Canada's senate has voted to legalise recreational cannabis, clearing a major hurdle that puts the country on track to become the first G7 nation to permit national use of the drug.

The upper chamber senate voted 56-30 in favour of the legislation, but included amendments that the House of Commons will need to decide on before the law can be passed.

While there is not yet a definite date for when cannabis will be available for sale, the senate was one of the last significant obstacles standing in the way of legalisation as a number of Conservative senators oppose the bill.

Health Minister Ginette Petitpas Taylor said earlier this year that cannabis would only go on sale a few months after it was legalised because the new retail system needed time to start working properly.

The amendments proposed by the senate include tighter advertising restrictions and giving the provinces say over whether Canadians can grow cannabis at home.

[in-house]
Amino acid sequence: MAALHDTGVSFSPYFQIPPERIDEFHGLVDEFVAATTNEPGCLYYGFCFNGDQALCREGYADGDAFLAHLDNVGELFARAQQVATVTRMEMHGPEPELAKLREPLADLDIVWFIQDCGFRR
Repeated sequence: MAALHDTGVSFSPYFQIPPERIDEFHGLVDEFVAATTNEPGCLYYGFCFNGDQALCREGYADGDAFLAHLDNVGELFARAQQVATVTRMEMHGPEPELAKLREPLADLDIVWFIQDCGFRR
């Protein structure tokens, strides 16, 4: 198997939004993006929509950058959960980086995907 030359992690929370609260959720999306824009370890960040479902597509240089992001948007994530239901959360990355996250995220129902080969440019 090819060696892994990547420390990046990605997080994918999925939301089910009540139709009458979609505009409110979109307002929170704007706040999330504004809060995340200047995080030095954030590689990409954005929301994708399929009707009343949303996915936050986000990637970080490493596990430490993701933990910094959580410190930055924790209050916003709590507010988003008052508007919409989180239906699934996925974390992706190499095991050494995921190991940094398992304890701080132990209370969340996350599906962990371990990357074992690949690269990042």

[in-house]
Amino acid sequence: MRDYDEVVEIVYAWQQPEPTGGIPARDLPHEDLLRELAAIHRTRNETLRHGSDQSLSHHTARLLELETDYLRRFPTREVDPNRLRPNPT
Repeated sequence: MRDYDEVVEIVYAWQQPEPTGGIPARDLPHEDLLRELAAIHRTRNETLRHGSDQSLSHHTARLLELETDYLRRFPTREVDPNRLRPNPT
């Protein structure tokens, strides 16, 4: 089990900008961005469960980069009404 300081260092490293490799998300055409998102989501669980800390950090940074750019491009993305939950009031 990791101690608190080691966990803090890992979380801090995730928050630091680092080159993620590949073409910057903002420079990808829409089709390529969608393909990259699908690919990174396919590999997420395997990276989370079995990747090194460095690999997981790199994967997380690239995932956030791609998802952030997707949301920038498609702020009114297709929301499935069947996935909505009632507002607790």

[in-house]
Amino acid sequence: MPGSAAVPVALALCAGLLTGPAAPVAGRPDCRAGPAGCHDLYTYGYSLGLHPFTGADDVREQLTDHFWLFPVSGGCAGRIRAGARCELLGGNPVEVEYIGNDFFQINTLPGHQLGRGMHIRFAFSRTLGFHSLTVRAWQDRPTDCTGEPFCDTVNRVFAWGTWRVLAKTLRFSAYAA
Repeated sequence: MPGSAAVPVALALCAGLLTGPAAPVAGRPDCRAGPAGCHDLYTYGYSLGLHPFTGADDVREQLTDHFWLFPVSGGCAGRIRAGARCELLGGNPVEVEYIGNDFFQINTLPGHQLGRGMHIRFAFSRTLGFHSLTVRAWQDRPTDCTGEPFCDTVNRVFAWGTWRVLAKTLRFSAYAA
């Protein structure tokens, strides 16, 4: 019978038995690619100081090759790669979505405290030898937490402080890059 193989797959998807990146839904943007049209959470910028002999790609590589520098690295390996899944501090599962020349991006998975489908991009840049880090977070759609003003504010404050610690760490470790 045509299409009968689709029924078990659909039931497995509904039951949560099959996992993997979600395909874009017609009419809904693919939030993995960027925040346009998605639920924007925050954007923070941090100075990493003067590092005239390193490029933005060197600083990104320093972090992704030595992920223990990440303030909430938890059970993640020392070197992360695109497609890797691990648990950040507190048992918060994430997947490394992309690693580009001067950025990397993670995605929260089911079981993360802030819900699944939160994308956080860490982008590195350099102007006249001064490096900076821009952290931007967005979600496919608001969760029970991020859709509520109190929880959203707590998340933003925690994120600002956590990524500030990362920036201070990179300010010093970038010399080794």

The government's legislation would allow Canadians to grow up to four plants at home for personal use.

Although legalisation has already been delayed from the government's initially planned July launch, some provinces and police forces have argued they need more time.

The provinces have been left in charge establishing how and where marijuana will be sold.

The Liberals, which made legalising recreational use part of their successful 2015 election campaign, say the new law would keep cannabis out of the hands of underage users and reduce related crime.

Canadian marijuana companies such as Canopy Growth Corp, Aphria Inc, Horizons Marijuana Life Sciences ETF and Aurora Cannabis Inc have been at the centre of investor frenzy surrounding attempts to legalise marijuana for recreational use nationwide.